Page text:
PLoS One. 2022 May 6;17(5):e0267834. doi: 10.1371/journal.pone.0267834. eCollection 2022.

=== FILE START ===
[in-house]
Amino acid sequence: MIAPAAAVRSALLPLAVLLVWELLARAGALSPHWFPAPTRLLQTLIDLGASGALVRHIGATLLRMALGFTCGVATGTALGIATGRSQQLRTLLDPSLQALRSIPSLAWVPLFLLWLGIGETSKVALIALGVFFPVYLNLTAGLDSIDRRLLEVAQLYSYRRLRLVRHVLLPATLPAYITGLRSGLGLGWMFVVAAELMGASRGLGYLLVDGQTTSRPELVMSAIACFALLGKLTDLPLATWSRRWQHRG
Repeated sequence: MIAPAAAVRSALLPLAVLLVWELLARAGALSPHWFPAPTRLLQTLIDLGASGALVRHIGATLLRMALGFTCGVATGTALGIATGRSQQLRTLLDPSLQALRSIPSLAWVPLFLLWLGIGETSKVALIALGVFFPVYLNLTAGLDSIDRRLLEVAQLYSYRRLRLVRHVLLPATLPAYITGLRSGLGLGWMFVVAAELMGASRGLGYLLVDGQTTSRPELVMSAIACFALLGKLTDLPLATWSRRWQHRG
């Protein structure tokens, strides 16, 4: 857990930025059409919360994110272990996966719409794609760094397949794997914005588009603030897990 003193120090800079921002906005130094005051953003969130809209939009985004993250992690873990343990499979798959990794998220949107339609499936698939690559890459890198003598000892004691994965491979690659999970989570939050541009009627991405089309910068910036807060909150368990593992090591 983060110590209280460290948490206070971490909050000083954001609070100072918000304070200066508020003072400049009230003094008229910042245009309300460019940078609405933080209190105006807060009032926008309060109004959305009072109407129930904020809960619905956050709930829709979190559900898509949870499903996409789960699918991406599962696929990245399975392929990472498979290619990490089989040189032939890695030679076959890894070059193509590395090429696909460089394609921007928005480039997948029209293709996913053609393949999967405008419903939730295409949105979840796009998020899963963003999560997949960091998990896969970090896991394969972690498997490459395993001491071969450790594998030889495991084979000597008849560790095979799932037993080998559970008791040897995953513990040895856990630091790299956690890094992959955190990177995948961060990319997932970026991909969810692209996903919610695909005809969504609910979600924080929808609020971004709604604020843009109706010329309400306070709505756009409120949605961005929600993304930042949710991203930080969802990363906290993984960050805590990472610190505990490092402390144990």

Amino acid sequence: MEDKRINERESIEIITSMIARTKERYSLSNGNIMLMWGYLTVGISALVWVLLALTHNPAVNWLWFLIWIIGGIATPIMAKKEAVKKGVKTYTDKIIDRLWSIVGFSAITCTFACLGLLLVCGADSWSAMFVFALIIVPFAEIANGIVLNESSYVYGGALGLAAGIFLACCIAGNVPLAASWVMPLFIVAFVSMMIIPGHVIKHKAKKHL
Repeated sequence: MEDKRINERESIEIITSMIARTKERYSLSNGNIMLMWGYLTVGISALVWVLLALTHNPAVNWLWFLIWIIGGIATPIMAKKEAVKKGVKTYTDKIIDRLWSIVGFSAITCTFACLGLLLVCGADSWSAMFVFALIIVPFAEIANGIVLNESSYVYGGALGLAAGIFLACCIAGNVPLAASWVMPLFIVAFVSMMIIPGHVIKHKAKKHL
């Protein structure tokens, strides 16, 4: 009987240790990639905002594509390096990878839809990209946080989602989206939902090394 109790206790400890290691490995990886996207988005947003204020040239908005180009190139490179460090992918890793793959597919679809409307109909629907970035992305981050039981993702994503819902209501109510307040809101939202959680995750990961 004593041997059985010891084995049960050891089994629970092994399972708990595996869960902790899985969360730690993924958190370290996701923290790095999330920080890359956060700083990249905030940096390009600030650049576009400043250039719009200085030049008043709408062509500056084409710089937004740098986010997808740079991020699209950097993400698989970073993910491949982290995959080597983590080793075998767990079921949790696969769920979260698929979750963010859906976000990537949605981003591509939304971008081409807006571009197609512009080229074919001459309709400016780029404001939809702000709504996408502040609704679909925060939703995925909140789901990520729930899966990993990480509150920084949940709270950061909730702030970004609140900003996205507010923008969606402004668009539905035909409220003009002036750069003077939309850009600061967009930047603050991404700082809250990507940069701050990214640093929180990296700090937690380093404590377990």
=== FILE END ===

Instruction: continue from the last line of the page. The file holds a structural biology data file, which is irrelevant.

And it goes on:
Although neurotechnology careers are on the rise, and neuroscience curriculums have significantly grown at the undergraduate and graduate levels, increasing neuroscience and neurotechnology exposure in high school curricula has been an ongoing challenge. This is due, in part, to difficulties in converting cutting-edge neuroscience research into hands-on activities that are accessible for high school students and affordable for high school educators. Here, we describe and characterize a low-cost, easy-to-construct device to enable students to record rapid Drosophila melanogaster (fruit fly) behaviors during optogenetics experiments. The device is generated from inexpensive Arduino kits and utilizes a smartphone for video capture, making it easy to adopt in a standard biology laboratory. We validate this device is capable of replicating optogenetics experiments performed with more sophisticated setups at leading universities and institutes. We incorporate the device into a high school neuroengineering summer workshop. We find student participation in the workshop significantly enhances their understanding of key neuroscience and neurotechnology concepts, demonstrating how this device can be utilized in high school settings and undergraduate research laboratories seeking low-cost alternatives.